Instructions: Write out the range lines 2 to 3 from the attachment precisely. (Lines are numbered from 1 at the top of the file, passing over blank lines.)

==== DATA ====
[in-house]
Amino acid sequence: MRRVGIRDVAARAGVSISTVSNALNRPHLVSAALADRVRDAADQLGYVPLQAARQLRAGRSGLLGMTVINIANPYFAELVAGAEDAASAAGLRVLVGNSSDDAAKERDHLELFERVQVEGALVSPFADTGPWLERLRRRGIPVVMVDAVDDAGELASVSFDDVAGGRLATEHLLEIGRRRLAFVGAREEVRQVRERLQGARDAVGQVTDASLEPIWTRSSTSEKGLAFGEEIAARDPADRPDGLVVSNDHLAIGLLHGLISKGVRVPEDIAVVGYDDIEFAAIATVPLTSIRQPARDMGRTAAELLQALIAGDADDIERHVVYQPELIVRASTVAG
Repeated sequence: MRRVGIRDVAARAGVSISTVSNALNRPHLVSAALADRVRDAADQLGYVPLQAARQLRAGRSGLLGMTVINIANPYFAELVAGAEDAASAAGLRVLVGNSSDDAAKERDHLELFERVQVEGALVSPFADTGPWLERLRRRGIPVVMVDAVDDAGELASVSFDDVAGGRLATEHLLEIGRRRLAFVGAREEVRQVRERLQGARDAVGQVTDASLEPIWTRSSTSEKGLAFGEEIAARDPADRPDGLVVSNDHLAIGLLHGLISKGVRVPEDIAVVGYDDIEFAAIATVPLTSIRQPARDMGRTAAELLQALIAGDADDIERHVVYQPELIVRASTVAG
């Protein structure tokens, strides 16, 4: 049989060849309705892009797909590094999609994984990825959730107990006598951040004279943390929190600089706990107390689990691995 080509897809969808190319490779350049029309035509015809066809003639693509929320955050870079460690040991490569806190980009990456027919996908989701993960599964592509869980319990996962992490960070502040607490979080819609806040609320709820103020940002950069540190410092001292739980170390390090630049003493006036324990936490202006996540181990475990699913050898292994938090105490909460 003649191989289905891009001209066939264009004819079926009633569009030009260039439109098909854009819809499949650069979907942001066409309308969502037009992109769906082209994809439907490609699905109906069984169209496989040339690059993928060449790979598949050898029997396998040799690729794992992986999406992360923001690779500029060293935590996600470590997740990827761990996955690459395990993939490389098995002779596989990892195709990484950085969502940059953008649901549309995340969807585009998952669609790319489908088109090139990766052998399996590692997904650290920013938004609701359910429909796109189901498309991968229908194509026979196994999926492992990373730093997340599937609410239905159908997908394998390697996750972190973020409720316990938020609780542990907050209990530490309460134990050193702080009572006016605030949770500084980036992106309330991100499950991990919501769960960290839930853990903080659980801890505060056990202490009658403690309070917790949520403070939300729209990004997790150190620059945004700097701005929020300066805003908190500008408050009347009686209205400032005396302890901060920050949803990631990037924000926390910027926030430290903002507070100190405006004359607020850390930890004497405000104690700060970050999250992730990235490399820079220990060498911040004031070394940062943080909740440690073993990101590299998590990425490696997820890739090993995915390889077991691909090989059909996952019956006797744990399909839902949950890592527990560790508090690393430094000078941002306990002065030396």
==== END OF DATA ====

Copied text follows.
Amino acid sequence: MRRVGIRDVAARAGVSISTVSNALNRPHLVSAALADRVRDAADQLGYVPLQAARQLRAGRSGLLGMTVINIANPYFAELVAGAEDAASAAGLRVLVGNSSDDAAKERDHLELFERVQVEGALVSPFADTGPWLERLRRRGIPVVMVDAVDDAGELASVSFDDVAGGRLATEHLLEIGRRRLAFVGAREEVRQVRERLQGARDAVGQVTDASLEPIWTRSSTSEKGLAFGEEIAARDPADRPDGLVVSNDHLAIGLLHGLISKGVRVPEDIAVVGYDDIEFAAIATVPLTSIRQPARDMGRTAAELLQALIAGDADDIERHVVYQPELIVRASTVAG
Repeated sequence: MRRVGIRDVAARAGVSISTVSNALNRPHLVSAALADRVRDAADQLGYVPLQAARQLRAGRSGLLGMTVINIANPYFAELVAGAEDAASAAGLRVLVGNSSDDAAKERDHLELFERVQVEGALVSPFADTGPWLERLRRRGIPVVMVDAVDDAGELASVSFDDVAGGRLATEHLLEIGRRRLAFVGAREEVRQVRERLQGARDAVGQVTDASLEPIWTRSSTSEKGLAFGEEIAARDPADRPDGLVVSNDHLAIGLLHGLISKGVRVPEDIAVVGYDDIEFAAIATVPLTSIRQPARDMGRTAAELLQALIAGDADDIERHVVYQPELIVRASTVAG